When people think of the energy business, many picture the boom and bust cycles that define the oil and gas industry and the wealth generated or lost by such volatility. While power markets can also be volatile on the trading floor, the day-to-day of a solar power plant is much more agrarian.

On tours of our Sealy solar farm, we often discuss the similarities between solar and agricultural farming and wanted to share some basics and background on our business.


As we’ve mentioned in previous posts, Sealy, TX is a great place for distributed solar projects for two big reasons: the price of land and the minimum load on the distribution circuits.

Like agricultural farming, solar needs a lot of land and sun. For every MW of solar panels, we like to have at least five acres of clear land that is easy to access and free from shade.

Sealy is at the western edge of the Houston  Load Zone, is easy to access, and is located about 100 miles from the nearest coast. Most importantly, Sealy is rural enough for land to support solar farming at around $10,000 per acre, compared to much higher prices as you get closer to the city.

When interconnecting a solar farm to a local distribution network, the minimum load in the area must be large enough to avoid interference with the grid’s operation. This means the area must have sufficient activity with homes and businesses connected to the lines.

Sealy has a minimum loading of 6 MW on our circuit, allowing easy interconnection and power flow from our 1.5 MW solar farm. 


Like plants, a solar array gathers sunlight and converts it to usable energy. To best do this, solar developers “plant” rows of solar panels and catch the sun from east to west throughout the day.

Our panels in Sealy are on trackers that follow the sun, producing about 25% more energy than if they were fixed and providing a longer, flatter production shape.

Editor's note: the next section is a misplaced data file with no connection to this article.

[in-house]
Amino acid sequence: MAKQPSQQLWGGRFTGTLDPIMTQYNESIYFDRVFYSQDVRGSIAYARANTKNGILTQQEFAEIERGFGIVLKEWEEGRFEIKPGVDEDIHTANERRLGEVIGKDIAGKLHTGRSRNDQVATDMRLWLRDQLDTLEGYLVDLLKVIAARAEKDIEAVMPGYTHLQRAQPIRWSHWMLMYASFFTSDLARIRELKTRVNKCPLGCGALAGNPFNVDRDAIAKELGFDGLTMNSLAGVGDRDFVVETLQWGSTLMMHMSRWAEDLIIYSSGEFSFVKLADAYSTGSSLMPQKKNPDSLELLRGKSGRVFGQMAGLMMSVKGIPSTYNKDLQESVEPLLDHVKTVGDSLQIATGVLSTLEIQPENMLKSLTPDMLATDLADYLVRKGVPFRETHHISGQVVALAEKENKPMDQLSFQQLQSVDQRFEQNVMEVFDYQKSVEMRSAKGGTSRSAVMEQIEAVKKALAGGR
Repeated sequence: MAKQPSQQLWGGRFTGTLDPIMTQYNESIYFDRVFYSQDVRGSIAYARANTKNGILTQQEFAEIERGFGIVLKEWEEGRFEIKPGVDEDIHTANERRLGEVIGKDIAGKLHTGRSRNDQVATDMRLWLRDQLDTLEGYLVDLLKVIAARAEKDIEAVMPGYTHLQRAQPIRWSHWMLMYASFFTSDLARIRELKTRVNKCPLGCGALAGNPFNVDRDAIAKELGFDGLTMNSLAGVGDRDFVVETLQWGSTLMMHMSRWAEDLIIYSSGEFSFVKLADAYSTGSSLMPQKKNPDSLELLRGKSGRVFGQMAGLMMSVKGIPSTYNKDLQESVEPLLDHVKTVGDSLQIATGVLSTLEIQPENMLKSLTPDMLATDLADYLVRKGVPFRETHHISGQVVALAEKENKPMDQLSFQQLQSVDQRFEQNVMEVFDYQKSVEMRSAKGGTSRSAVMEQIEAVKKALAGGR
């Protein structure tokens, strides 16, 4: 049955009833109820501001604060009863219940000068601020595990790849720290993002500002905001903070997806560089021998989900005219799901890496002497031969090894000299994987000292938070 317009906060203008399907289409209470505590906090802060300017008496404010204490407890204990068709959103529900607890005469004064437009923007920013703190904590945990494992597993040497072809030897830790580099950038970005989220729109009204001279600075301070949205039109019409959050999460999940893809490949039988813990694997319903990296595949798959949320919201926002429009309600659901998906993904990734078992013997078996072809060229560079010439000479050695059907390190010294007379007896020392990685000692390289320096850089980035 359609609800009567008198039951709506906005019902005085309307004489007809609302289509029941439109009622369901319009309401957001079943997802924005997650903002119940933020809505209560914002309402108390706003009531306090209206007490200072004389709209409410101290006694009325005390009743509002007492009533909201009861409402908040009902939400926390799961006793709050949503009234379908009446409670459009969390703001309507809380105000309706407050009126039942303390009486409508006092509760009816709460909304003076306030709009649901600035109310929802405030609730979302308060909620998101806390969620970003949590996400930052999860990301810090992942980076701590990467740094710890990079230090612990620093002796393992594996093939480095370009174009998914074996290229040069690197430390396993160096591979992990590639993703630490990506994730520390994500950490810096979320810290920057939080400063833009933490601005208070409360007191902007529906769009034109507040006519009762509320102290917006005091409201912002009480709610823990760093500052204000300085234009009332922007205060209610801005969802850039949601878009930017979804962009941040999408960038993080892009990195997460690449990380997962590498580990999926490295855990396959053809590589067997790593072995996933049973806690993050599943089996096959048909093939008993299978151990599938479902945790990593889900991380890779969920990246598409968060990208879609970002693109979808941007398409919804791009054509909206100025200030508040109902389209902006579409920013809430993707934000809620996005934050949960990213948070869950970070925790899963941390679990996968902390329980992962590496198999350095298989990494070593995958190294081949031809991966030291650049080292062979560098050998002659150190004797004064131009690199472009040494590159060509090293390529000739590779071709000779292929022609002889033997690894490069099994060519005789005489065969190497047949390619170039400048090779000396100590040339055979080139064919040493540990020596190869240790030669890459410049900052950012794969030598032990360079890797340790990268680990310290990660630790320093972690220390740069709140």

The 12 acre, 1.5 MW solar farm in Sealy generates power using over 15,000 CdTe thin film solar panels (102 Watts per panel) manufactured by First Solar. CdTe performs better than crystalline solar panels in hot and humid climates, producing 8% more power over the life of a comparable crystalline system.

The solar panel wires are combined into higher voltage strings that send direct current (DC) power to our SMA inverters. The inverters turn the DC to alternating current (AC), synchronizing the power to the grid to be used by homes and businesses.

Finally, the power passes through our transformer and recloser (which protects both the grid and our solar array from improper voltage) before running through a meter onto the grid. 

Each year, the Local Sun solar farm in Sealy generates roughly 2,500,000 kWh, powering homes and businesses that choose cleaner energy produced locally. It’s also home to eight honey bee hives from All Things Bees Texas that make over 100 lbs of honey per year and pollinate a three mile radius.


Unlike most utility solar projects, we built our first solar farm on a merchant basis, meaning we did it without a power purchase agreement (PPA). Instead of the solar power going to a big bank or other utility in a PPA, it goes directly to consumers like you through our member electricity plans. 

This approach provides Texans with the flexibility of a standard electricity plan that offers the long-term benefits of solar power and supports the local community.

It’s like buying fresh, local produce from a grocery store that has its own farm.